Sustainable quest makes public debut
Web, Science World sites for public participation
by Michelle Cook staff writer
Will you recycle this copy of UBC Reports after you've
finished reading it, or toss it into the garbage bin? We know that
many of the choices we make today will have an impact on our world
in the years to come, but would we change the way we do things now
if we could peer into the future and see the effects of our choices
On Nov. 28, members of the community will have the chance to help
answer that question when the Faculty of Graduate Studies' Sustainable
Development Research Institute (SDRI) launches the public participation
phase of its Georgia Basin Futures Project (GBFP) at Vancouver's
Now at its halfway mark, the five-year project is exploring ways
of achieving long-term sustainability in the region with the help
of a computer-based envisioning tool called QUEST.
With the look and appeal of a computer game, QUEST gets users to
enter their individual preferences on housing, transportation, food
and energy sources, and other lifestyle choices. It then generates
scenarios to show the environmental, social and economic consequences
of these decisions.
"QUEST gives people context for the choices they make," says John
Robinson, head of the GBFP team. "Over the next two and a half years,
our goal is to get tens of thousands of adults and students to play
it to provide us with their vision of the region, and a rich picture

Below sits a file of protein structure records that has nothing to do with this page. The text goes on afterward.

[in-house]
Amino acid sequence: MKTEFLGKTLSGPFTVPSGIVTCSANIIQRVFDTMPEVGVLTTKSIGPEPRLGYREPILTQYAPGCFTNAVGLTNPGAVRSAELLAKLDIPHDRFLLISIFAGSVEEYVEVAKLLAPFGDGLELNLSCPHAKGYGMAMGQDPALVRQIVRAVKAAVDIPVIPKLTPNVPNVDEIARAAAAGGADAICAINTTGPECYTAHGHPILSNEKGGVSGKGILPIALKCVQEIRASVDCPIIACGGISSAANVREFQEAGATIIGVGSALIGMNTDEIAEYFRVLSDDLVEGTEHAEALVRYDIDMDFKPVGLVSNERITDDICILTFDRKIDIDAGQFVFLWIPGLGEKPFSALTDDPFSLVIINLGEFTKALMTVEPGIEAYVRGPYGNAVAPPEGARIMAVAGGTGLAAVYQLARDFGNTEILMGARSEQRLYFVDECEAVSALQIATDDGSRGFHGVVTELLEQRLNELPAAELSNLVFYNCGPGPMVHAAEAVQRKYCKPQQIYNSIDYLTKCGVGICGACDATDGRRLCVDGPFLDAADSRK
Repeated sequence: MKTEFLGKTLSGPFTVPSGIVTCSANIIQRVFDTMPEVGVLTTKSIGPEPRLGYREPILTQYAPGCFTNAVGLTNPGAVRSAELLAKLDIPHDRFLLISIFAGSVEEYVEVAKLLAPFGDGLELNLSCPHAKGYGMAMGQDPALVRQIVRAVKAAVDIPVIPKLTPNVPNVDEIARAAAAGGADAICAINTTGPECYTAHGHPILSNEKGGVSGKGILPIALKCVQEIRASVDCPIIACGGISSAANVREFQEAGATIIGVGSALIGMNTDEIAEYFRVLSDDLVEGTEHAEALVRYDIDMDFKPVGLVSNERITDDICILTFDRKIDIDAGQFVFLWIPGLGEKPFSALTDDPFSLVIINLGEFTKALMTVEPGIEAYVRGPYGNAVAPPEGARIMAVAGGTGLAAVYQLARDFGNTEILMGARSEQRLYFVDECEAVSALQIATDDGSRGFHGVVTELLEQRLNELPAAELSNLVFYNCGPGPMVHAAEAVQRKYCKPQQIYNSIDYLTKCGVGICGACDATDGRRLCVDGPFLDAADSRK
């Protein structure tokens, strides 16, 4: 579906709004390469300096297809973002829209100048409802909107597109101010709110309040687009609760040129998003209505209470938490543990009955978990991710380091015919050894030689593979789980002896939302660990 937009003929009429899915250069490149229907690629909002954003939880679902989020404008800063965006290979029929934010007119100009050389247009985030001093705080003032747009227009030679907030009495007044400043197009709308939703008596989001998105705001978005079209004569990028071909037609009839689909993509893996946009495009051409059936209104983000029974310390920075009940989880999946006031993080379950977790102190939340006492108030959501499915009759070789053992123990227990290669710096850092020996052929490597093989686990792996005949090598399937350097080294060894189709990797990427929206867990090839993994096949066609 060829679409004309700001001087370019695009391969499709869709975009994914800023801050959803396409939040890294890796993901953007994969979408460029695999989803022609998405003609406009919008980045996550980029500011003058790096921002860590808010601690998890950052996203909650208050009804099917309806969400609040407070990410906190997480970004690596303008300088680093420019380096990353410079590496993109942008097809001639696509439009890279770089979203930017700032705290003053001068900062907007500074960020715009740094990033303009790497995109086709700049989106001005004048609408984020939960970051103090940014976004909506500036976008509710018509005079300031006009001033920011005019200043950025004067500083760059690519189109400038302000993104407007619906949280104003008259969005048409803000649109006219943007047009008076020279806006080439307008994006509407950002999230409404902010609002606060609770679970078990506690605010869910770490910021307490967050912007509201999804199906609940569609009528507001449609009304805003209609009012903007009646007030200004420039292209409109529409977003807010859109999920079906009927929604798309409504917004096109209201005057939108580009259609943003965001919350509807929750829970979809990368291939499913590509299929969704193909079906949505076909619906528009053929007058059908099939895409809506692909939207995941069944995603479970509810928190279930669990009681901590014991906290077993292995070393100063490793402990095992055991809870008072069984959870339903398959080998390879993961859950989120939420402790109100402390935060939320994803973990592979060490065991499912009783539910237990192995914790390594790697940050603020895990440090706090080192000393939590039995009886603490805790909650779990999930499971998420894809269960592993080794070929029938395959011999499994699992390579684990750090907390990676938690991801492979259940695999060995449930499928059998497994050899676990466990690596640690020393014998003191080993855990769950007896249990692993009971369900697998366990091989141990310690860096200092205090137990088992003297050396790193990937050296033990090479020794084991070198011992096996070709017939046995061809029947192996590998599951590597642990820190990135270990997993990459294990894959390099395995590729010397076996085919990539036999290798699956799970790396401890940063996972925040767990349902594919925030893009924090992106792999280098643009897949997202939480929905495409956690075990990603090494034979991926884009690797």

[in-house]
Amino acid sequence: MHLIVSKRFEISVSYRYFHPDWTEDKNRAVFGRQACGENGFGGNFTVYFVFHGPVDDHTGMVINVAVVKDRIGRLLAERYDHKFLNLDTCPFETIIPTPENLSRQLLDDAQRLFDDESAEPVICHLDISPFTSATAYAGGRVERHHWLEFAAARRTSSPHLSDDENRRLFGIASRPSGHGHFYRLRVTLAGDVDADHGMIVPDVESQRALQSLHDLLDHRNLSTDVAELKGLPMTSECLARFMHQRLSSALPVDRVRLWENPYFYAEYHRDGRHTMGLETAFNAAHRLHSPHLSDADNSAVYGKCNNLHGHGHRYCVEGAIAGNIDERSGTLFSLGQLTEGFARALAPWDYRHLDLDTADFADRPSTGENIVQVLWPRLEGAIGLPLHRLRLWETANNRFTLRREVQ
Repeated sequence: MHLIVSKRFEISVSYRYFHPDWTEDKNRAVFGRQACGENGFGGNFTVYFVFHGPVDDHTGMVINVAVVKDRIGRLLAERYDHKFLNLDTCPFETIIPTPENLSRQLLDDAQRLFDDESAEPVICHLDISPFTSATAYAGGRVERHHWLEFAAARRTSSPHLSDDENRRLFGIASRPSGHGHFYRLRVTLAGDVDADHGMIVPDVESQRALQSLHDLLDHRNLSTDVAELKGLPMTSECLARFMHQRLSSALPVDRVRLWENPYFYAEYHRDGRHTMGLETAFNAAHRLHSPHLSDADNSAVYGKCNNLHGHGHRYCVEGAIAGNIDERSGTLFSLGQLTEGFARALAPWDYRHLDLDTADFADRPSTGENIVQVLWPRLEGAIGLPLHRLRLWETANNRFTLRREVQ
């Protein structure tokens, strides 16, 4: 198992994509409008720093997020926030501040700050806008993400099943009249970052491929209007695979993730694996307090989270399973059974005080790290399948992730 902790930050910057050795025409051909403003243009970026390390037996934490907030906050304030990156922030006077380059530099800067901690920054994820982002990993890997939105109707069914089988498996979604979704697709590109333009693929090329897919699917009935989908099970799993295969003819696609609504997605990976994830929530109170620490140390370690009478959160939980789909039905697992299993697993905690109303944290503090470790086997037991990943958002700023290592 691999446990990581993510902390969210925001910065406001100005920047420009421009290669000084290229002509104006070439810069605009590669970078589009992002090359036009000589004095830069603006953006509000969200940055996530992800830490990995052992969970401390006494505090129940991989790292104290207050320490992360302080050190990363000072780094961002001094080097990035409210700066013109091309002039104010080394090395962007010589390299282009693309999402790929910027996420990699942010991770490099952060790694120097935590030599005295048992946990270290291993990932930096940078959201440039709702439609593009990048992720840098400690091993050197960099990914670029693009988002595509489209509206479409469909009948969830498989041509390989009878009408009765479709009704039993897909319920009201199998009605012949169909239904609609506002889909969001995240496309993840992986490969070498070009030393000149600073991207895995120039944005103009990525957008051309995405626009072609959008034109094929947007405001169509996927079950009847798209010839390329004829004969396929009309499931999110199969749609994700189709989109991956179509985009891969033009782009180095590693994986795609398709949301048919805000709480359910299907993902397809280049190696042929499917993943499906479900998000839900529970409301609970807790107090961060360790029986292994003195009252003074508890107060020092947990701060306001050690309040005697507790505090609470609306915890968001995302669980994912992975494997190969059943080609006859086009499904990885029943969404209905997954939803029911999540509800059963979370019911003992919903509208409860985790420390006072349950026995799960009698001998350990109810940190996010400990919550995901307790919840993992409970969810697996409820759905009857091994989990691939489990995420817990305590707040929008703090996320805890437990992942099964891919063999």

of the things people care about and what they want and don't want
in their future."
Researchers will then have a database, Robinson explains, to determine
ways to achieve those scenarios, and give senior decision- makers
the information they need to set priorities and policy direction.
The analysis will also include a look at whether computer games
are an effective way to get people thinking about sustainable development,
and change their views and behaviour.
QUEST has been in development since 1994, but the Internet-based
game making its debut Nov. 28 is the most comprehensive version
yet, with multiple levels of play and hundreds of possible choices.
Anyone with access to the Web can play by visiting the GBFP Web
site at www.basinfutures.net.
The Georgia Basin Futures Project is funded by a $2.5 million Social
Sciences and Humanities Research Council grant, and $3.5 million
in cash and contributions from SDRI's community partners including
Environment Canada, the Shell Foundation, Science World, the Greater
Vancouver Regional District, BC Hydro, the David Suzuki Foundation,
the provincial government, and the Vancouver Sun.
Call SDRI at 604-822-8198 or visit www.basinfutures.net.